1986: Cornelius Bennett, linebacker
Perkins would only last four years in Tuscaloosa before heading back to the NFL to coach the Tampa Bay Buccaneers, but in his final season at Alabama, he had another player attract attention from Heisman voters. Linebacker Cornelius Bennett was a three-time All-American during his college career (1983-1986), and he capped it with a senior season in which he also won the Lombardi Award. Alabama was 7-0 during his final campaign before stumbling to a 3-3 finish in the final six games, but Bennett finished seventh in the Heisman voting anyway. While Miami (FL) quarterback Vinny Testaverde took home the prize, it was college football’s year of the linebacker with three finishing in the top 10 of the Heisman voting including Oklahoma’s Brian Bosworth (4th) and Ohio State’s Chris Spielman (10th) in addition to Bennett. In the NFL Draft the following spring, Testaverde was selected first by the Tampa Bay Buccaneers but Bennett was then chosen No. 2 by the Indianapolis Colts making him the highest selection of an Alabama defensive player in the draft’s history.
1987: Bobby Humphrey, running back
In 1987, Bill Curry took over as head coach of the Crimson Tide, and that fall he featured a heavy dose of junior running back Bobby Humphrey. Humphrey carried the ball 238 times for 1,255 yards and 11 touchdowns while adding another 22 receptions for 170 yards and two more scores. It was enough to attract some Heisman votes, and Humphrey ended the season by finishing 10th in the Heisman voting. The trophy, meanwhile, went to Notre Dame wide receiver Tim Brown.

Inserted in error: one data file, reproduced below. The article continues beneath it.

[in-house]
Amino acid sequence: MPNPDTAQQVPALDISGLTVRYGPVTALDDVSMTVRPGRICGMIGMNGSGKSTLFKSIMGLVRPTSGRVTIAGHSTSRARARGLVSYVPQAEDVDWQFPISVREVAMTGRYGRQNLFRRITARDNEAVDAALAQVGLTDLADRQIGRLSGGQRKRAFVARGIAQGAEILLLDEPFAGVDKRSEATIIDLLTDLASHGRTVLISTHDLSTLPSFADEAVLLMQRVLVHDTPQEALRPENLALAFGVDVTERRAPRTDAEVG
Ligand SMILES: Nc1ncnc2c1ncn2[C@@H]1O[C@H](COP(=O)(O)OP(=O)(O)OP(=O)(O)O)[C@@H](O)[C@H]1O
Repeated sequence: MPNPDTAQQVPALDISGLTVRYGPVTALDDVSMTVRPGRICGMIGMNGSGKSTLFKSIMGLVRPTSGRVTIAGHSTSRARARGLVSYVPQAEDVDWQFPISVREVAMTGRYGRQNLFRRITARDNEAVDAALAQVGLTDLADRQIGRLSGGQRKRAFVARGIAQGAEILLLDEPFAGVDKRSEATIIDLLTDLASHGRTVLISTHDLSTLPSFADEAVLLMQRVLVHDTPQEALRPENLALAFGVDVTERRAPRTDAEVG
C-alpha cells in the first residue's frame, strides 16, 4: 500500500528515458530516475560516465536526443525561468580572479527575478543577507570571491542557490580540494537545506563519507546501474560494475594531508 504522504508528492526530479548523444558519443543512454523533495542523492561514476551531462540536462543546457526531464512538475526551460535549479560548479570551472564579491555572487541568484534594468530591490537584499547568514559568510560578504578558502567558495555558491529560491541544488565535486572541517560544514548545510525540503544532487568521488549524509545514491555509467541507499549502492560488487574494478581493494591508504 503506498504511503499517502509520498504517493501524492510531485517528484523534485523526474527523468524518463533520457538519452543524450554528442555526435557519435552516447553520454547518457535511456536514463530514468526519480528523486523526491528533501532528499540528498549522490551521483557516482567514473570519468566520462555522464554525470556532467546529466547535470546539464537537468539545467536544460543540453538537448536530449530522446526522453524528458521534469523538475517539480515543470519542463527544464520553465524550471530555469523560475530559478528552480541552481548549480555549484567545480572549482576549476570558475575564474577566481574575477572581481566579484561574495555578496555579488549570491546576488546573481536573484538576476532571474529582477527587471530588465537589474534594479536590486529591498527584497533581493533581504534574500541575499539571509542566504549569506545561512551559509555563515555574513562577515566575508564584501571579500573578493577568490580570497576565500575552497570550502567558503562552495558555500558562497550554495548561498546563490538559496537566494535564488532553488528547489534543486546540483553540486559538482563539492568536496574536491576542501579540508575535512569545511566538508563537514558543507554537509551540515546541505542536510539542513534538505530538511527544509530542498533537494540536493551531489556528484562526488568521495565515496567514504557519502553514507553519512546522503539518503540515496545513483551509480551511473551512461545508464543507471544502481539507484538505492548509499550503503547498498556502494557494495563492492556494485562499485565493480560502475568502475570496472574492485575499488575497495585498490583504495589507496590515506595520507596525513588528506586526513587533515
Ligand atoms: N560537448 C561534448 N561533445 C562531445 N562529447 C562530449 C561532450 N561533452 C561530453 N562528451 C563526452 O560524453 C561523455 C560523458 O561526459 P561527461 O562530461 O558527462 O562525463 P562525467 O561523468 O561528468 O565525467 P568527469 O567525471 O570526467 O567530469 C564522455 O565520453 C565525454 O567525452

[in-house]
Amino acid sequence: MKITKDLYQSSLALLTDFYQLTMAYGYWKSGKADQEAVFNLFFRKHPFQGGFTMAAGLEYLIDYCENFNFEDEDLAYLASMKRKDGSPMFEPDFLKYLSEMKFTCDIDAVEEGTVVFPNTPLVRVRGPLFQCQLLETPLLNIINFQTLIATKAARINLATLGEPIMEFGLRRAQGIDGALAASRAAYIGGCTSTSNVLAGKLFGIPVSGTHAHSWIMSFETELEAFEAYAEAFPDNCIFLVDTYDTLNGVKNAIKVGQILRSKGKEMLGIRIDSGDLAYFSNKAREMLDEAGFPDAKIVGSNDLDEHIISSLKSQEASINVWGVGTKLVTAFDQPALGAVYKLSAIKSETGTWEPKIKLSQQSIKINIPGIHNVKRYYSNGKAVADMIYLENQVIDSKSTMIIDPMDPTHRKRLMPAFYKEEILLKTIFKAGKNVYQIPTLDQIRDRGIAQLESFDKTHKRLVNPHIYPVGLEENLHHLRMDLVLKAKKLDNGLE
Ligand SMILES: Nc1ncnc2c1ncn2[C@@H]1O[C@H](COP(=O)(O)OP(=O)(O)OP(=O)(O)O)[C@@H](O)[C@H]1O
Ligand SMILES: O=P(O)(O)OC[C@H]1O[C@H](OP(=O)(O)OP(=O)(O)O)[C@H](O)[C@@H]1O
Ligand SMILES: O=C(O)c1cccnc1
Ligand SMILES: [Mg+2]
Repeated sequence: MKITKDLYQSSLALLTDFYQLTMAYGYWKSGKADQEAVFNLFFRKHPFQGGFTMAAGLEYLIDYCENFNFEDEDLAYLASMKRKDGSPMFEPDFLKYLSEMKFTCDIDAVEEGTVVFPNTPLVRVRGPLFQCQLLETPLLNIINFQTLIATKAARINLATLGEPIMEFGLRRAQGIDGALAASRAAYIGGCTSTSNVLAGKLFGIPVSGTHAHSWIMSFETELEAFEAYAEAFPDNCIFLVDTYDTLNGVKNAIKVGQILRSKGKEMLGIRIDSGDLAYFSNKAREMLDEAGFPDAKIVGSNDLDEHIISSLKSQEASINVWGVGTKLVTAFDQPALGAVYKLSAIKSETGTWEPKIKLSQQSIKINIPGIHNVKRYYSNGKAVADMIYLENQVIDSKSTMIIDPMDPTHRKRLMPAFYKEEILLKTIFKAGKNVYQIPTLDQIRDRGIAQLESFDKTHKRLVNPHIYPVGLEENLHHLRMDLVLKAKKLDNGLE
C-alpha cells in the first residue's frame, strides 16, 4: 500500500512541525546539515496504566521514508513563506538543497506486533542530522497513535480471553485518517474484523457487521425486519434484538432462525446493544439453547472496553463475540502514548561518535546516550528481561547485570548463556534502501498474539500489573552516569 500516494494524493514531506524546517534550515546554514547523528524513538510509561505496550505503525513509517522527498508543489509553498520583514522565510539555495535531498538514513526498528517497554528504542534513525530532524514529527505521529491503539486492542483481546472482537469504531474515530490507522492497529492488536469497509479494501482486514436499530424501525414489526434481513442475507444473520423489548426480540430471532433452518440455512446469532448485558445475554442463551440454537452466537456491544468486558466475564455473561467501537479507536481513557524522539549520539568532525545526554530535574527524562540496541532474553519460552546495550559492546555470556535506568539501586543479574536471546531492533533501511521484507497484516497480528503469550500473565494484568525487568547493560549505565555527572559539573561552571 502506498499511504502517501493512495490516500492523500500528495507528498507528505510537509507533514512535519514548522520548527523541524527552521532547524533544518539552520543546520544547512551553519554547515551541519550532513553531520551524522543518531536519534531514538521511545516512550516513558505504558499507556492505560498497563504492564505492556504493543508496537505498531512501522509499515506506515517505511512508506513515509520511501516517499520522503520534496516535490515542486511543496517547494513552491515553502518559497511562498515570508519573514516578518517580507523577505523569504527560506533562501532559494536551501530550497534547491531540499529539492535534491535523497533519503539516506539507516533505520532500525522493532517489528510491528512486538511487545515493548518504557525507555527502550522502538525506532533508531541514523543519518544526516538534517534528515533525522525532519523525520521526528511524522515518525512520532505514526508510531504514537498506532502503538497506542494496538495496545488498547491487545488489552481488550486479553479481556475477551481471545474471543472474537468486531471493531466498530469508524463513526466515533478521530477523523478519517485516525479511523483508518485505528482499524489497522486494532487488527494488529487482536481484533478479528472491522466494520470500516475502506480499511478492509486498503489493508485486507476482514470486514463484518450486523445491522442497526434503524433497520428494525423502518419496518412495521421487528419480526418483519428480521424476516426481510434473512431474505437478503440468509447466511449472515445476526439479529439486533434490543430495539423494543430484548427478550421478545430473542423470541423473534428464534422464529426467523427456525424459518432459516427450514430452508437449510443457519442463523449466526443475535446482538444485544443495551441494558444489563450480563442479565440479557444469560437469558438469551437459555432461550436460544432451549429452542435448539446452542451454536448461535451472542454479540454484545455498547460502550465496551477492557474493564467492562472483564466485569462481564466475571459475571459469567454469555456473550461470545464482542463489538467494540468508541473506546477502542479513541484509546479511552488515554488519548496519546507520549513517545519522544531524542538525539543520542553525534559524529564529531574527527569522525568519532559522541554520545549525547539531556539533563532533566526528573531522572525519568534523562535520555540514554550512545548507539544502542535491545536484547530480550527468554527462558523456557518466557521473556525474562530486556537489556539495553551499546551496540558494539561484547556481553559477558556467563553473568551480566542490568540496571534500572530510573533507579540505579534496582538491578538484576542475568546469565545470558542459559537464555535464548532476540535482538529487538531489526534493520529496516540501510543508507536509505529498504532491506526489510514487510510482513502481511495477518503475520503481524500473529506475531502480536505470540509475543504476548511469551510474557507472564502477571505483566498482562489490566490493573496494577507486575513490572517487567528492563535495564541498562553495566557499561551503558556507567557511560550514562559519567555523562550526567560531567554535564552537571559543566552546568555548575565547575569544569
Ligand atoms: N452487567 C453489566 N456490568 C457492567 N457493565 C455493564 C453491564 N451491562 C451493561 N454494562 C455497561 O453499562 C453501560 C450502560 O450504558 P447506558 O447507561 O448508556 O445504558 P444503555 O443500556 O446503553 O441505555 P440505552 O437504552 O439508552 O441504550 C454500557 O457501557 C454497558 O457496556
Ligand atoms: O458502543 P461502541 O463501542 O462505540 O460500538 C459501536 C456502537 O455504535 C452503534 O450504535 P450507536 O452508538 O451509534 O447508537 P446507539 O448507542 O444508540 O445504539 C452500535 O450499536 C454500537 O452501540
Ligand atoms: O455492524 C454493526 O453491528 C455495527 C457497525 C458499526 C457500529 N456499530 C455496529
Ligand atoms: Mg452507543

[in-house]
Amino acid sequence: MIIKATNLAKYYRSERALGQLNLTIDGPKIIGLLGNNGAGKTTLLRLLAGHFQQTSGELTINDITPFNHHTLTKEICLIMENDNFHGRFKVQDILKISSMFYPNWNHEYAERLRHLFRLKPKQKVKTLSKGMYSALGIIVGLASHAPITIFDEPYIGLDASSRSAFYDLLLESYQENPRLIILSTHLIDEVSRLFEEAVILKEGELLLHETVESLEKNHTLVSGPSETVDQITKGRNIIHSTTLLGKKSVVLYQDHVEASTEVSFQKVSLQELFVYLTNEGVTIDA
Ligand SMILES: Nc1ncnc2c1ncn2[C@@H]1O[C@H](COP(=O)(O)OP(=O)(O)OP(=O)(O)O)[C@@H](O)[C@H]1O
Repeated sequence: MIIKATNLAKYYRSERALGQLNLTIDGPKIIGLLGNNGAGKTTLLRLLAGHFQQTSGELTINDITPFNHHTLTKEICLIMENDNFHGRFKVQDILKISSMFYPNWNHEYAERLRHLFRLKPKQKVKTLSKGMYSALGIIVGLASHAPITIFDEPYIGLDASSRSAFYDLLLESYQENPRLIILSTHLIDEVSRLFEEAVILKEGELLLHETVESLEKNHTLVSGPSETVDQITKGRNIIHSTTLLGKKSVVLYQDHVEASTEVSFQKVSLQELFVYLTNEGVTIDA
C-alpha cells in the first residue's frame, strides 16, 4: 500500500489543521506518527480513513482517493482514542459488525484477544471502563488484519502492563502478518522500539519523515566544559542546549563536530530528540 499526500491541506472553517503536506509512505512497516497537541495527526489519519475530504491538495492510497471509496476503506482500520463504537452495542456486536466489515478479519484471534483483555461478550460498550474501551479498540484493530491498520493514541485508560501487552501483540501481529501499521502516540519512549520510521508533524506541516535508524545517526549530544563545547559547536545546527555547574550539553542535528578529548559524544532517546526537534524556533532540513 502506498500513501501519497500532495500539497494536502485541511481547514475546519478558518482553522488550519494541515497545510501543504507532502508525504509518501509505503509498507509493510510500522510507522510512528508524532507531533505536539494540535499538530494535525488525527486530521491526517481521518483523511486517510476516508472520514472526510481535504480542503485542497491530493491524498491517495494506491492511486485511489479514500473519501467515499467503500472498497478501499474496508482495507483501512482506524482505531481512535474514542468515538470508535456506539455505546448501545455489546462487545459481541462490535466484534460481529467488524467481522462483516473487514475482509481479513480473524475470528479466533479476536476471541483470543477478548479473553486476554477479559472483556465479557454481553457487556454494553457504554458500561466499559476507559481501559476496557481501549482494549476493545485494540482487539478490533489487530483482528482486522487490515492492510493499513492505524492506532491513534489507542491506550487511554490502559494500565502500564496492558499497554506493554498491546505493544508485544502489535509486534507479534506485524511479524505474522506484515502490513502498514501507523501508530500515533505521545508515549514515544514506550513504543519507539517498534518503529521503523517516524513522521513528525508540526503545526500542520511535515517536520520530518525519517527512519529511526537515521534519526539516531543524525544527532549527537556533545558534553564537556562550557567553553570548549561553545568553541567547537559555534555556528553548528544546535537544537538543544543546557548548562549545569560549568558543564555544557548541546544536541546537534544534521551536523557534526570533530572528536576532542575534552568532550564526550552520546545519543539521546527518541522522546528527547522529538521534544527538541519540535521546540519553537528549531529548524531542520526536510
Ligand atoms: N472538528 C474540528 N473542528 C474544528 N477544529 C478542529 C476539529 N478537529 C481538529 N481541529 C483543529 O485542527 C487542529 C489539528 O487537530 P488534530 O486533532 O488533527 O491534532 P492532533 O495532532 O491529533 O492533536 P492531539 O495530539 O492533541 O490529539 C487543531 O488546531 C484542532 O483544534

Humphrey’s son, Marlon, is now a legacy cornerback for the Crimson Tide, and he will be a redshirt sophomore in the fall of 2016. (He is also a member of The Program, an annual feature in the College Football America Yearbook.)
1988: Derrick Thomas, linebacker
For the third year in a row, the Alabama Crimson Tide had a player place in the final Heisman voting, and for the second time in three years, it was one of college football’s most dominant linebackers. Derrick Thomas’s 1988 season is still one of the most remarkable performances in college history as he set an NCAA record with 27 sacks.
On top of that, he added an unheard of 44 quarterback hurries for a total of 71 times that he pressured a quarterback that fall. He wrapped up his final season with the NCAA’s career sack record as well with 52, and he took home the Butkus Award as the nation’s top linebacker that fall.
Thomas ended up finishing 10th in a Heisman vote that was won by Oklahoma State’s Barry Sanders, and the following spring he was selected fourth overall by the Kansas City Chiefs in the 1989 NFL Draft behind UCLA’s Troy Aikman, Michigan State’s Tony Mandarich and Sanders with another Sanders – Florida State’s Deion Sanders – going at No. 5. Of those top five, four would go on to Hall of Fame careers in the NFL including Thomas with only Mandarich falling short of expectations.
1992: Eric Curry, defensive end